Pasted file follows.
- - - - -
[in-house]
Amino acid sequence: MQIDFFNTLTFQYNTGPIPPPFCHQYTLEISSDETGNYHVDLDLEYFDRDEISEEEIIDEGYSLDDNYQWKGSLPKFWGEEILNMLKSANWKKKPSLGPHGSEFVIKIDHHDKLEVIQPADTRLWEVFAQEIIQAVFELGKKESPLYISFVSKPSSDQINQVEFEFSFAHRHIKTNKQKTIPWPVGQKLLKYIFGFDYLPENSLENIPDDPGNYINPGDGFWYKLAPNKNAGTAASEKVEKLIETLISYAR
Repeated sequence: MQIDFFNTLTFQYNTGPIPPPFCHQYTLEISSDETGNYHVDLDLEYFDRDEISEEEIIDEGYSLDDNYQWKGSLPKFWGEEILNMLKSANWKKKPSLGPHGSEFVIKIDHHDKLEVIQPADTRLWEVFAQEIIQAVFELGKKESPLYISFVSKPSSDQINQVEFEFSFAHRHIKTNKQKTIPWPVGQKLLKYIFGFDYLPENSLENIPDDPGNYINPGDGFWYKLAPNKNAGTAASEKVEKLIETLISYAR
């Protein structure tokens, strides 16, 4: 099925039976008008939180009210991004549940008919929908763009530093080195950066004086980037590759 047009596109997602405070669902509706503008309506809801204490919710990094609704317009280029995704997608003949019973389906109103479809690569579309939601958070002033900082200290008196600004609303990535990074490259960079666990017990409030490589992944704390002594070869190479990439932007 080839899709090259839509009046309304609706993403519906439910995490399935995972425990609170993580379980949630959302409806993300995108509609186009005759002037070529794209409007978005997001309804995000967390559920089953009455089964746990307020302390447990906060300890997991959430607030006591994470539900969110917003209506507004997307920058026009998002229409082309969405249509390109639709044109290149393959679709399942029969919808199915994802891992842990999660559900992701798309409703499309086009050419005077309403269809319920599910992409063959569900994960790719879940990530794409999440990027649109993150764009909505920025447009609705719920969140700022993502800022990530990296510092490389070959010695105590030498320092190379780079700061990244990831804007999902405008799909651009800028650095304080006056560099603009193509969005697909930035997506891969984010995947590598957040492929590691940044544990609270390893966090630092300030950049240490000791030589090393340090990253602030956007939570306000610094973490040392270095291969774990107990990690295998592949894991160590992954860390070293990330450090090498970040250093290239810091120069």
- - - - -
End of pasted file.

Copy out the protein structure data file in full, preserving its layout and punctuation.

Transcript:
[in-house]
Amino acid sequence: MQIDFFNTLTFQYNTGPIPPPFCHQYTLEISSDETGNYHVDLDLEYFDRDEISEEEIIDEGYSLDDNYQWKGSLPKFWGEEILNMLKSANWKKKPSLGPHGSEFVIKIDHHDKLEVIQPADTRLWEVFAQEIIQAVFELGKKESPLYISFVSKPSSDQINQVEFEFSFAHRHIKTNKQKTIPWPVGQKLLKYIFGFDYLPENSLENIPDDPGNYINPGDGFWYKLAPNKNAGTAASEKVEKLIETLISYAR
Repeated sequence: MQIDFFNTLTFQYNTGPIPPPFCHQYTLEISSDETGNYHVDLDLEYFDRDEISEEEIIDEGYSLDDNYQWKGSLPKFWGEEILNMLKSANWKKKPSLGPHGSEFVIKIDHHDKLEVIQPADTRLWEVFAQEIIQAVFELGKKESPLYISFVSKPSSDQINQVEFEFSFAHRHIKTNKQKTIPWPVGQKLLKYIFGFDYLPENSLENIPDDPGNYINPGDGFWYKLAPNKNAGTAASEKVEKLIETLISYAR
């Protein structure tokens, strides 16, 4: 099925039976008008939180009210991004549940008919929908763009530093080195950066004086980037590759 047009596109997602405070669902509706503008309506809801204490919710990094609704317009280029995704997608003949019973389906109103479809690569579309939601958070002033900082200290008196600004609303990535990074490259960079666990017990409030490589992944704390002594070869190479990439932007 080839899709090259839509009046309304609706993403519906439910995490399935995972425990609170993580379980949630959302409806993300995108509609186009005759002037070529794209409007978005997001309804995000967390559920089953009455089964746990307020302390447990906060300890997991959430607030006591994470539900969110917003209506507004997307920058026009998002229409082309969405249509390109639709044109290149393959679709399942029969919808199915994802891992842990999660559900992701798309409703499309086009050419005077309403269809319920599910992409063959569900994960790719879940990530794409999440990027649109993150764009909505920025447009609705719920969140700022993502800022990530990296510092490389070959010695105590030498320092190379780079700061990244990831804007999902405008799909651009800028650095304080006056560099603009193509969005697909930035997506891969984010995947590598957040492929590691940044544990609270390893966090630092300030950049240490000791030589090393340090990253602030956007939570306000610094973490040392270095291969774990107990990690295998592949894991160590992954860390070293990330450090090498970040250093290239810091120069």